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Jack Seymour

Pfeiffer 131

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Professor of Religious Education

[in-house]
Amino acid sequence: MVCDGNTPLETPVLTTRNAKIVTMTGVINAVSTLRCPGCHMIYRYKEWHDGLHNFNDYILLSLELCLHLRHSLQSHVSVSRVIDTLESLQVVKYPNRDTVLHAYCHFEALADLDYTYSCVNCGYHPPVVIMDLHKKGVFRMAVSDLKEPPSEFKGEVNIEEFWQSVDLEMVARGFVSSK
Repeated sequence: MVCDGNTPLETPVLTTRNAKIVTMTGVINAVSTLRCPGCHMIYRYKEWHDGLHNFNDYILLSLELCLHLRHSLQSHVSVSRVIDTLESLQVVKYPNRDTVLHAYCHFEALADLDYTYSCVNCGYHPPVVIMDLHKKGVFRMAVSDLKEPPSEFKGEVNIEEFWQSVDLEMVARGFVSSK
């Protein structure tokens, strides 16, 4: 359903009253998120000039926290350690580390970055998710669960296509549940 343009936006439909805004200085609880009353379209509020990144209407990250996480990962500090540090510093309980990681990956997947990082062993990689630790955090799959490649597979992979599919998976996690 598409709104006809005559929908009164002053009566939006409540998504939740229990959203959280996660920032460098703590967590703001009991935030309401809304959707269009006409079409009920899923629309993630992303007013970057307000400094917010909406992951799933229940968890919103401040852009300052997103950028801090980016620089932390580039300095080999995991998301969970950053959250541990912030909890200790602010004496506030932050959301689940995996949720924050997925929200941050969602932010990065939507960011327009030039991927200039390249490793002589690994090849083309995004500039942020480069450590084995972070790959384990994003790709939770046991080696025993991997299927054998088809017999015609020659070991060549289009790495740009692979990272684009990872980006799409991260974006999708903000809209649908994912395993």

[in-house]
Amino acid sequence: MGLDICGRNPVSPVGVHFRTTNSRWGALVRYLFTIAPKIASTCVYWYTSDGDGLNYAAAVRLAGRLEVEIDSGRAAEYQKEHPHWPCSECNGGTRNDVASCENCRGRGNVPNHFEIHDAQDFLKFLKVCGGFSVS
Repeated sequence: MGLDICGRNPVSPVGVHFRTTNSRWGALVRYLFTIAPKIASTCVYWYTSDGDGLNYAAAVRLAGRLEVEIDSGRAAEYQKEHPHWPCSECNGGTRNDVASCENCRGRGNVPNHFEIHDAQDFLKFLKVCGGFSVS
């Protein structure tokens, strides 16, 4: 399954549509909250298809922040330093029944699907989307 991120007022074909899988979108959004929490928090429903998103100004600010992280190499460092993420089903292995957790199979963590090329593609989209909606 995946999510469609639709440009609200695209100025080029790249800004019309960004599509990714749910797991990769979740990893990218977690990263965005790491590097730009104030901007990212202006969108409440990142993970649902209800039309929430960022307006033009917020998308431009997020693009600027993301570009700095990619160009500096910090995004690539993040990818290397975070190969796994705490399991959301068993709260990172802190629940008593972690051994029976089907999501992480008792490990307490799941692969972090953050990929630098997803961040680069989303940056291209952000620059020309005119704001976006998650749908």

In a world, and even in a church, where division and mistrust are too often the reality, "glimpses" of hope do break through, calling us to community. Religious education begins by witnessing to those glimpses of God's grace, hope, and justice. Religious education seeks to build communities of faith in the midst of difference. Therefore, key themes in my work include practical theological reflection, teaching the way of Jesus, exploring how cultural contexts affect faith learning, interfaith religious education, and witnessing to the impact faith has in public life. My recent publications are efforts at practical theological reflection connecting the theology of the people of God with biblical and theological reflection on the "way of Jesus." I seek to listen to people of God as they encounter grace and, through theological reflection in faith community, are empowered to follow Jesus into God's transforming ministries. Outside the seminary, I serve as editor of the interfaith and intercultural educational journal Religious Education for the Religious Education Association: An Association of Professors, Practitioners, and Researchers in Religious Education. Working with persons of other faith communities has given me a profound respect for our mutual journeys to build a world of hope and for the ways we must partner in the healing of creation. I also serve as a consultant for the Wabash Center for Teaching and Learning, seeking to assist faculty to grow as teachers in theological education.